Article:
Hall of Fame Class of 1977
Information submitted in a nomination letter to the U.S. National Ski Hall of Fame by Carole Ann Cannataro, Eastern Ski Association History Committee.
Robert Livermore, Jr. stands out among that first group of “home grown” American skiers. Not only a competitor, he also helped improve the sport.
Born in Boston in 1909, Bob Livermore first donned homemade skis at age seven at a silver mining camp in Cobalt, Ontario where his father worked temporarily as a geologist. It is also where Finnish and Norwegian miners encouraged the boy to try sliding on the flat surface.
From 1921 to 1929, he attended St. Mark’s Preparatory School in Southboro, Massachusetts and participated in occasional cross-country races and jumping in the winter carnival meets. Two books he read over and over were The Ski Runner by E.C. Richardson and How to Ski by Vivian Canfield.
In 1929, as a freshman at Harvard, Livermore began to become proficient on skis. Through a friend, Robert Blach, he came into contact with Otto Schniebs who worked in the Waltham watch factory and coached the Appalachian Alpine Club on weekends. Livermore soaked up the techniques as fast as Schniebs could teach it.
With three friends, Livermore founded the first American downhill ski club, the “Stem Like Hell Club”. This group was absorbed into the Ski Club Hochenbirge in 1933.
There were overnight stays in Camden Cottage high atop Mt. Washington in New Hampshire during 1930, 1931 and 1932. It was Schniebs who first brought Livermore and his Harvard friends down the Great Gulf and over the headwall. With encouragement from such skiers as John Carleton, Charles Proctor, Joe dodge and Alex Bright, the trips spawned the now famous Inferno Race which tested the stamina and ability of New England skiers.
During the mid-1930s, Livermore continued to improve his alpine skills. In March, 1935 at the Appalachian Alpine Club meet at Wildcat Mountain, New Hampshire, he won the downhill on the Wildcat Trail and set a course record. The following month at Mt. Rainier, he placed sixth in the National Downhill and second in the slalom for a combined third place.
This achievement qualified Livermore to represent the United States in 1936 at the IV Olympiad in Garmisch, Germany, where alpine skiing was recognized for the first time. The slalom course referee was Sir Arnold Lunn, the well-known Englishman who founded the Ski Club of Great Britain and invented the modern day slalom (based on speed, not style) in Mfueen in 1922. Against the more practiced Europeans, Bob came in 20th in the slalom and 23rd in the combined.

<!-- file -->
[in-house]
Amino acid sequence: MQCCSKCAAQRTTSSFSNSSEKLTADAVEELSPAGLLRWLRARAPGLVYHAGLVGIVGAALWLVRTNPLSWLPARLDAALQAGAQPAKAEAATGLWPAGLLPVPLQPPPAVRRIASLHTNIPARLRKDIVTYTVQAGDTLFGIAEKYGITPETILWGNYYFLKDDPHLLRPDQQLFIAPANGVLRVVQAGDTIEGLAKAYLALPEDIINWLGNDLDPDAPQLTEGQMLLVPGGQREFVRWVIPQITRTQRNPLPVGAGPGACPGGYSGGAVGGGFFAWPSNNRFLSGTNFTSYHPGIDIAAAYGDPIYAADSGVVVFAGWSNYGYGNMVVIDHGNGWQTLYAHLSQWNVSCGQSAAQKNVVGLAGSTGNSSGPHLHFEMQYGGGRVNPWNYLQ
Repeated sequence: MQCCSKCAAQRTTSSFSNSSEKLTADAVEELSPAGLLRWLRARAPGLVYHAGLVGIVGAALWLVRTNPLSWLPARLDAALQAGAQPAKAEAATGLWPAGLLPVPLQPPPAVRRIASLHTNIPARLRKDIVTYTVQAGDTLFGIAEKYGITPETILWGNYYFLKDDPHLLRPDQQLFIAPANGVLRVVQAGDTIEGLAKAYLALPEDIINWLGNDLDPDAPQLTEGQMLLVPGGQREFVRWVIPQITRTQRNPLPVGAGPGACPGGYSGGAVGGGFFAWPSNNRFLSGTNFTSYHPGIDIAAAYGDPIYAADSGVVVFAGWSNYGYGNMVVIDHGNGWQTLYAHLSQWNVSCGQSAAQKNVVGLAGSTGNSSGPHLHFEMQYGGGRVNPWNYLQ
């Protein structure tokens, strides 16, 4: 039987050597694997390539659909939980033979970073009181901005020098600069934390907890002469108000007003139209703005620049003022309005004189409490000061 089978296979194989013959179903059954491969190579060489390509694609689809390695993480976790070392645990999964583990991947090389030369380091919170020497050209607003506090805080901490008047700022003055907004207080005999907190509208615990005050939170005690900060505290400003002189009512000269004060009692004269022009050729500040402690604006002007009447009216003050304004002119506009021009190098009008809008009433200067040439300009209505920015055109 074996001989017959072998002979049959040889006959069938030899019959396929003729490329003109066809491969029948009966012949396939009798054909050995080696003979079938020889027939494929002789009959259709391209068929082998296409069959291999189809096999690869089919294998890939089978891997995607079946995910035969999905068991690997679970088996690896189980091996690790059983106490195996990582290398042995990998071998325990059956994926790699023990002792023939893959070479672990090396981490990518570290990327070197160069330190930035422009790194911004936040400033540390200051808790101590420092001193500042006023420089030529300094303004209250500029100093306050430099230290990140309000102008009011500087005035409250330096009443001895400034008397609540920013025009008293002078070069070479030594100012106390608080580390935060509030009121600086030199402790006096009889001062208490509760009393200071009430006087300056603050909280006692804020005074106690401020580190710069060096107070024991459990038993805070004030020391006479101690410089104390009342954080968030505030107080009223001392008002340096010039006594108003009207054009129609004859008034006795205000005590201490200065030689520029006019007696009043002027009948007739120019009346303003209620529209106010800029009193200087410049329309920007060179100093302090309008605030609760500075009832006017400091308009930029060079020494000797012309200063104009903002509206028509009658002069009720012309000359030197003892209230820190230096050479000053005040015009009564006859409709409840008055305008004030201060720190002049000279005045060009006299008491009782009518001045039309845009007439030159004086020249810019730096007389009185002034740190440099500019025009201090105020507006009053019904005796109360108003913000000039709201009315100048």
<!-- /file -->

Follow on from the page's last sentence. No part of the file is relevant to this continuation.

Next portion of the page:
Following the Olympics, Livermore established an impressive record in Class “A” racing. In March, 1937 in the National Downhill, Open and Amateur races in Ketchum, Idaho, he came in fifth in both slalom and combined. The following year saw him place 2nd in the Hochenbirge race on the Wildcat Trail in New Hampshire and a respectable 10th in the National Downhill on the Nose Dive at Stowe, Vermont.
From 1937 to 1939, Livermore became deeply involved with Minnie Dole, Roland Palmedo and Alex Bright in organizing the National Ski Patrol System. Livermore held Ski Patrol Badge #6 and remained very active into the 1950s.
Soon after Minnie Dole succeeded in convincing General Marshall to establish this country’s first ski and mountain troops in 1941, Bob Livermore enlisted in the Army, went through basic training and O.C.S and joined the 85th regiment of the 10th Mountain Division.
After the war, he graduated to the veteran class of ski racing and raced occasionally with the Hochenbirge Ski Club with his Class “V” Veteran’s card.
Robert Livermore, Jr. was elected to the U.S. National Ski Hall of Fame in 1977.
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